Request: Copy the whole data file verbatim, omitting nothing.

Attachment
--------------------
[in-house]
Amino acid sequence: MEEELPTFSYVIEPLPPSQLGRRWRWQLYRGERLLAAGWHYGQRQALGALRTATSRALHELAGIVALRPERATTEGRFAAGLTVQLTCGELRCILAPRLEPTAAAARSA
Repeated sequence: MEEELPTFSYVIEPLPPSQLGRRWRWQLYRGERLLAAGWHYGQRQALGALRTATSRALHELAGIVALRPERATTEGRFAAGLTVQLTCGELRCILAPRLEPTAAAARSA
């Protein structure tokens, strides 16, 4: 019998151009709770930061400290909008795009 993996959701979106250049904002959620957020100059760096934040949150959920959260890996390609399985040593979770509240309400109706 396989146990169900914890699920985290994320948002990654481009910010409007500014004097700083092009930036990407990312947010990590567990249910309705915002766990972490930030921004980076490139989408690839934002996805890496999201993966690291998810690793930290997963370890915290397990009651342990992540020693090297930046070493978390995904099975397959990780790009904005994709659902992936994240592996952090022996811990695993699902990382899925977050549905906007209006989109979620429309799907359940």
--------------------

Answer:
[in-house]
Amino acid sequence: MEEELPTFSYVIEPLPPSQLGRRWRWQLYRGERLLAAGWHYGQRQALGALRTATSRALHELAGIVALRPERATTEGRFAAGLTVQLTCGELRCILAPRLEPTAAAARSA
Repeated sequence: MEEELPTFSYVIEPLPPSQLGRRWRWQLYRGERLLAAGWHYGQRQALGALRTATSRALHELAGIVALRPERATTEGRFAAGLTVQLTCGELRCILAPRLEPTAAAARSA
């Protein structure tokens, strides 16, 4: 019998151009709770930061400290909008795009 993996959701979106250049904002959620957020100059760096934040949150959920959260890996390609399985040593979770509240309400109706 396989146990169900914890699920985290994320948002990654481009910010409007500014004097700083092009930036990407990312947010990590567990249910309705915002766990972490930030921004980076490139989408690839934002996805890496999201993966690291998810690793930290997963370890915290397990009651342990992540020693090297930046070493978390995904099975397959990780790009904005994709659902992936994240592996952090022996811990695993699902990382899925977050549905906007209006989109979620429309799907359940």